Neal Scanlon, Star Wars: The Last Jedi creature creative supervisor, talks about what went down behind-the-scenes in bringing back Jedi Master Yoda for the Rian Johnson-written/directed contribution to the famed franchise.
The Last Jedi has spawned varying opinions from the Star Wars community, most notably for its subversion of expectations (killing Supreme Leader Snoke; Rey’s alleged parentage reveal). Having said that, there is one particular sequence that most everyone can get behind on: Master Yoda’s Force Ghost appearing in Ahch-To to help the morally struggling Luke figure out what needs to be done.
Yoda appeared as a CGI creation in the prequels, but the quintessential version of the Jedi remains the puppet that was in The Empire Strikes Back and Return of the Jedi, where he was the sometime campy, but always wise mentor to Luke. Scanlon realized this and immediately knew what he wanted for what would be a memorable cameo. Speaking with Nerdist, he talked about the creative process behind the making of that very nostalgic scene.
“To know that we were going to have Yoda, we just said, ‘Look we need to go back and look at Empire Strikes Back, we need to look at how Stuart [Freeborn] created Yoda because that is the most pure puppet moment. It’s Frank Oz, who is one of the greatest puppeteers ever, and we knew that Frank was going to redo this. We just felt that it was absolutely right and proper that we create the puppet in the closest likeness to the original and to give Frank exactly what he had the first time around.
“We were acting it out in a very similar capacity of Frank being beneath the floor, and the puppet being above him and his assistant puppeteers with him to do the eyes and the ears and the extra hand and his little feet all on rods.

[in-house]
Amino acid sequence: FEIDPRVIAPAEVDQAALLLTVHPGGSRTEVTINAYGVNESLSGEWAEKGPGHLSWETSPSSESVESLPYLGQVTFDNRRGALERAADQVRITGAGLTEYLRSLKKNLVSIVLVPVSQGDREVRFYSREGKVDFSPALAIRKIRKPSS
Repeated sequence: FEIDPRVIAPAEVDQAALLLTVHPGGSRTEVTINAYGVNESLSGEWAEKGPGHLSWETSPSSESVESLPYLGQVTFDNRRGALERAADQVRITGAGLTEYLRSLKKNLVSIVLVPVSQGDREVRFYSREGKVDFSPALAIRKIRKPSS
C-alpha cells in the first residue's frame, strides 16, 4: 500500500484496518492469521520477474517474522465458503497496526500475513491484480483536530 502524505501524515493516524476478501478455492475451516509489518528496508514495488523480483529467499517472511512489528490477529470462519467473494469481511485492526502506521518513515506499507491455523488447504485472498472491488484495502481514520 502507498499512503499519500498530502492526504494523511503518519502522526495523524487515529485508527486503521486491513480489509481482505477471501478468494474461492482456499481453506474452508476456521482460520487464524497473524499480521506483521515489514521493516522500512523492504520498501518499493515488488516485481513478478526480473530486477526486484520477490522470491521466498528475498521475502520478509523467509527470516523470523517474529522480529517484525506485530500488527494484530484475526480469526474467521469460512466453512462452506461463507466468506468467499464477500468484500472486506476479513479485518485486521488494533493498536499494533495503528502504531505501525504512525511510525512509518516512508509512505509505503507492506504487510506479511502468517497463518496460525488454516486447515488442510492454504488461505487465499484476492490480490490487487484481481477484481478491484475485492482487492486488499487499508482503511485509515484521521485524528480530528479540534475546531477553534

“I remember saying to Rian [Johnson] that if we were going to do it, we couldn’t make him too much of a ghost because it would deny everybody the joy of seeing him solid and real. The guys then came in later and added a really lovely glow, which I think just reminds us of the fact that Yoda is there as a ghost, but is there enough for you to really feel that you’re not being cheated.”
It was certainly a thrill for Star Wars fans to see the classic character come back (even for just a small cameo), but despite the great lengths Scanlon and his team went through to recreate the original aesthetic, the puppet’s first front shot in The Last Jedi was arguably a little odd-looking in a way that we can’t quite put a finger on it. Fortunately, as his scene with Luke in Achc-To progressed, his appearance significantly improved, that by the end, it’s as if not more than 30 years have passed since we first met him in Dagobah.
Scanlon’s work to re-introduce Yoda to a brand new generation of fans (and reunite him with old-timers) in Star Wars: The Last Jedi is the first step of hopefully seeing more of the green Jedi master in the upcoming Star Wars films, specifically the reported Obi-Wan Kenobi spinoff that is currently in development. Other than that, his ability to command power via Force Lightning blows the door open when it comes to the age-old mystery of whether Force Ghost has practical capabilities other than just popping in and out to check on their predecessors.
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